Jessica Gao talked about how she thought she had a high budget promised by Kevin Feige, but when it came down to it, she was told to change all kinds of things to save money, including using the human form of Jen Walters as much as possible instead of the She-Hulk version in a show called She-Hulk. Gao also talked about the aforementioned writers’ team not being competent to write court scenes and she also talked about the bad VFX that was out of her control and that she would have liked to have been more involved. To add to that, the original plan was to have the She-Hulk origin scene take place in Episode 8, the penultimate episode of the series, which also would mean the Mark Ruffalo Hulk wouldn’t have appeared until the end of the show. Talk about utter incompetence from the top down.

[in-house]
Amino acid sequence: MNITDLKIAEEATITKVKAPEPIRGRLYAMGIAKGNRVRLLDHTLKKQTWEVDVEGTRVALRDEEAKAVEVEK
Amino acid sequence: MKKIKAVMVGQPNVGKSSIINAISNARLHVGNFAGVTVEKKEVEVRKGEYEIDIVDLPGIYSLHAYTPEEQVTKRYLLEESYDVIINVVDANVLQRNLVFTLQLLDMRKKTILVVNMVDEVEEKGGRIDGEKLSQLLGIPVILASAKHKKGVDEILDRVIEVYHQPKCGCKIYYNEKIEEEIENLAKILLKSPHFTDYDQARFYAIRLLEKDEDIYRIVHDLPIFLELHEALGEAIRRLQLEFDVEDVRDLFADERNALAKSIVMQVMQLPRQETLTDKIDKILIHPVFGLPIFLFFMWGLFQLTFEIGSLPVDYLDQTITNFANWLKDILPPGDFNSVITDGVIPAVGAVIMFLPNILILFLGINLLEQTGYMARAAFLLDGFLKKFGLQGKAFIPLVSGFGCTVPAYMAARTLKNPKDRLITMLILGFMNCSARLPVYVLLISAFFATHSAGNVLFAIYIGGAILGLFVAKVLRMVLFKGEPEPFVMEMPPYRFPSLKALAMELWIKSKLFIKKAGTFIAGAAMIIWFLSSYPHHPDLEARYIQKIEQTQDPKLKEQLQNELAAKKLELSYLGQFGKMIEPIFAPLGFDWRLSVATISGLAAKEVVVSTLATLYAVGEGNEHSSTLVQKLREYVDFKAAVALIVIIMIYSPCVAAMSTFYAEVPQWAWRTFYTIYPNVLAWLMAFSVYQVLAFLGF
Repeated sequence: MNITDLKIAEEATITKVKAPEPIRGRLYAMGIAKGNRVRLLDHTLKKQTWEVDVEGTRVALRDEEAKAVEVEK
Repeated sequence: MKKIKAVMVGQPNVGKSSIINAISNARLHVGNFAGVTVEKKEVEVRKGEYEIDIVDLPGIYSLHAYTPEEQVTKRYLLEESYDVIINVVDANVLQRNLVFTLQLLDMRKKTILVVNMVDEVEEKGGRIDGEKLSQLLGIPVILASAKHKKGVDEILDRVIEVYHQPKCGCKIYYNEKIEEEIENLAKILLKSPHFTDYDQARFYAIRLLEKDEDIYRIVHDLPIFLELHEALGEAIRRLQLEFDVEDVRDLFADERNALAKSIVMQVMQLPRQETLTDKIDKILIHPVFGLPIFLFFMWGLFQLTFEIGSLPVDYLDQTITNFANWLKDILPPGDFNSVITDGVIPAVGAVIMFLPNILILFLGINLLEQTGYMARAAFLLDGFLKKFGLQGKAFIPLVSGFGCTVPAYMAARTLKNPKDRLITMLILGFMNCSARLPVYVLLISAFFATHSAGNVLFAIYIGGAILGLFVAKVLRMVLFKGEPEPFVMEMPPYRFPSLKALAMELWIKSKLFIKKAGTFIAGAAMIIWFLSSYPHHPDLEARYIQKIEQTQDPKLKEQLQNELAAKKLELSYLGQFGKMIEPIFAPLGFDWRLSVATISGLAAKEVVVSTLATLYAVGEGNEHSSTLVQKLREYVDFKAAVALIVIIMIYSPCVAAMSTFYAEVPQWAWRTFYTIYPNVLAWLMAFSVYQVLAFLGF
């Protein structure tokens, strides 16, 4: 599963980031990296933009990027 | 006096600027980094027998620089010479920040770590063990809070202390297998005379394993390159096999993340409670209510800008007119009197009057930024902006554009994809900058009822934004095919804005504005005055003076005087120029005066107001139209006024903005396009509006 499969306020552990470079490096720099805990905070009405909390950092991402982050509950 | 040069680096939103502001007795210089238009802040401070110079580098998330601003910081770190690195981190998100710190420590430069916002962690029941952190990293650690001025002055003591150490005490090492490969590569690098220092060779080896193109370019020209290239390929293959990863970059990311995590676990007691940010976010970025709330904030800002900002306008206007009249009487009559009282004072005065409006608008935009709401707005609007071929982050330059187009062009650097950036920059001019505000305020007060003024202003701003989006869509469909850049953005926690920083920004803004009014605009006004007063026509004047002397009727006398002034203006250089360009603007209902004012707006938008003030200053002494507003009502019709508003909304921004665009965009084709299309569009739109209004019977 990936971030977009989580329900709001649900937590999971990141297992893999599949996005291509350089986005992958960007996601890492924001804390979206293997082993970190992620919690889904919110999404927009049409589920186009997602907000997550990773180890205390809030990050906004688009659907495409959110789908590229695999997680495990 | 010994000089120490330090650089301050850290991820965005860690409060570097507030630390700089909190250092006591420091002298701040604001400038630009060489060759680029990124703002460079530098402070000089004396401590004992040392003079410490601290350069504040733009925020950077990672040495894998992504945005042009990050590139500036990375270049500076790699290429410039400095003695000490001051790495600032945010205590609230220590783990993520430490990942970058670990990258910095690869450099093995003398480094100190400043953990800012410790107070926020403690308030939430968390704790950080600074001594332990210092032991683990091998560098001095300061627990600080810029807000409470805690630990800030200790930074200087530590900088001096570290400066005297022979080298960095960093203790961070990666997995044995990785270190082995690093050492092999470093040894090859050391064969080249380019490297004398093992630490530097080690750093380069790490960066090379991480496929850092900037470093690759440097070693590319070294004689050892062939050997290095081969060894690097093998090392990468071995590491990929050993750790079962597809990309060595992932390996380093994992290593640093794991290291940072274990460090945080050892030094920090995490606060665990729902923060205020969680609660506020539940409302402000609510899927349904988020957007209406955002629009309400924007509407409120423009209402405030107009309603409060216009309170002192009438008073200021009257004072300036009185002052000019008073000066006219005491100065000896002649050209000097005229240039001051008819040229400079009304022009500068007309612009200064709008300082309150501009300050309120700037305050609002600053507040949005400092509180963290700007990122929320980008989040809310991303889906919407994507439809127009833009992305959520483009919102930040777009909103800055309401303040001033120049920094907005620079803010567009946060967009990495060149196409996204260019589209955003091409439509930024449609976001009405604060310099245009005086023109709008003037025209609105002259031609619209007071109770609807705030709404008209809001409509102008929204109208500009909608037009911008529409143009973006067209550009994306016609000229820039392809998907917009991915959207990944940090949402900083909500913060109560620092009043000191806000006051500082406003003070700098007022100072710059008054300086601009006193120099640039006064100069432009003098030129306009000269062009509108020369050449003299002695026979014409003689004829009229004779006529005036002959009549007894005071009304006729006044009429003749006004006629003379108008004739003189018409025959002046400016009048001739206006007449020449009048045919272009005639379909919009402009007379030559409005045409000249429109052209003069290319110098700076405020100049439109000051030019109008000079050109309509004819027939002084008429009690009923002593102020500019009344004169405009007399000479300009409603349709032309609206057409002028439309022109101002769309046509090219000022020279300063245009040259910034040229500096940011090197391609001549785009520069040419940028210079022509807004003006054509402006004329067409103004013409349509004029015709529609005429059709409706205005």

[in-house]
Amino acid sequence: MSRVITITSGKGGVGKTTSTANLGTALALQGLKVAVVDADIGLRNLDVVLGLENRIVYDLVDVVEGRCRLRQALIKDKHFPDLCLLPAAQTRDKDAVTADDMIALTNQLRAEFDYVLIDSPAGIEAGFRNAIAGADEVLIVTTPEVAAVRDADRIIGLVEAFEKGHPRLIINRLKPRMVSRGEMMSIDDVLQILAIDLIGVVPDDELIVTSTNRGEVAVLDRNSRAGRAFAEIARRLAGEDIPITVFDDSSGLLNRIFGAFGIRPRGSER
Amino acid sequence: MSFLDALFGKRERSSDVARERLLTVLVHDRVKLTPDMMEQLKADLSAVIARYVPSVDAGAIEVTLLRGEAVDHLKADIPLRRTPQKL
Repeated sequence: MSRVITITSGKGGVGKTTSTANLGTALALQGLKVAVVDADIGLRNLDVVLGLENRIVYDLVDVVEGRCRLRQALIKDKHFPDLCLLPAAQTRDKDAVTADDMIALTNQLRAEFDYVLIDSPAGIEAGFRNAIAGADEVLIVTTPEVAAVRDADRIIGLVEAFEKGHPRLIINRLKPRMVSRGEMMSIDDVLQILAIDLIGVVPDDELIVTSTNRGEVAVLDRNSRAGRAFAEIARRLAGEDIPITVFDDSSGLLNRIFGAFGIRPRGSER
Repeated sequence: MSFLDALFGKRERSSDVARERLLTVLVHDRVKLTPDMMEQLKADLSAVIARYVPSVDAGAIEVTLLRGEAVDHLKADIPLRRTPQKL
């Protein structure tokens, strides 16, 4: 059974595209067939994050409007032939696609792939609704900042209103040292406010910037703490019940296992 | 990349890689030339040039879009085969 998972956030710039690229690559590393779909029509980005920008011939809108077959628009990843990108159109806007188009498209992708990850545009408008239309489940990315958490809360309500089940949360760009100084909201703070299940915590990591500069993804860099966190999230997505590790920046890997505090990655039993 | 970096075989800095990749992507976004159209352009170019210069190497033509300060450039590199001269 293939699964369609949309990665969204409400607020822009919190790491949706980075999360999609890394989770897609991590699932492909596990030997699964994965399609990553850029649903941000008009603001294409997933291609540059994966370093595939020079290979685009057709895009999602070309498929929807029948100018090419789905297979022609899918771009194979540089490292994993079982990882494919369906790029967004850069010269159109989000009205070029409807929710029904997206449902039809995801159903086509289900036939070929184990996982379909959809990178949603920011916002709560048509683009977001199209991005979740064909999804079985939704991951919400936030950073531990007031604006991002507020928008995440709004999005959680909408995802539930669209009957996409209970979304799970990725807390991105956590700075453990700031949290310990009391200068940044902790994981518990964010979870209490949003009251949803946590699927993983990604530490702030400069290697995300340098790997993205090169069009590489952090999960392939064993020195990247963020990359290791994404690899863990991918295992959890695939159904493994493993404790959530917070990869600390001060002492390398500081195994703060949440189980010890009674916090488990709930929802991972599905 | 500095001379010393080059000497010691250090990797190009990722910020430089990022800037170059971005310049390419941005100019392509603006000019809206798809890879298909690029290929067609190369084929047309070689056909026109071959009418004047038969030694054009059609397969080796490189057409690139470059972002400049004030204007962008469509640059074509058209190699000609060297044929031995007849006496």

She Hulk Tatiana Maslany and Mark Ruffalo
She-Hulk Tatiana Maslany and Mark Ruffalo

She-Hulk showrunner Jessica Gao explains problems

On the writers not being able to write court scenes:

When we got into the writers’ room, inevitably things change as you’re developing the show and as you start writing. And one thing that we all realized very slowly was none of us are that adept at writing, you know, rousing trial scenes.

About the budget and being told by Kevin Feige to do what she wants: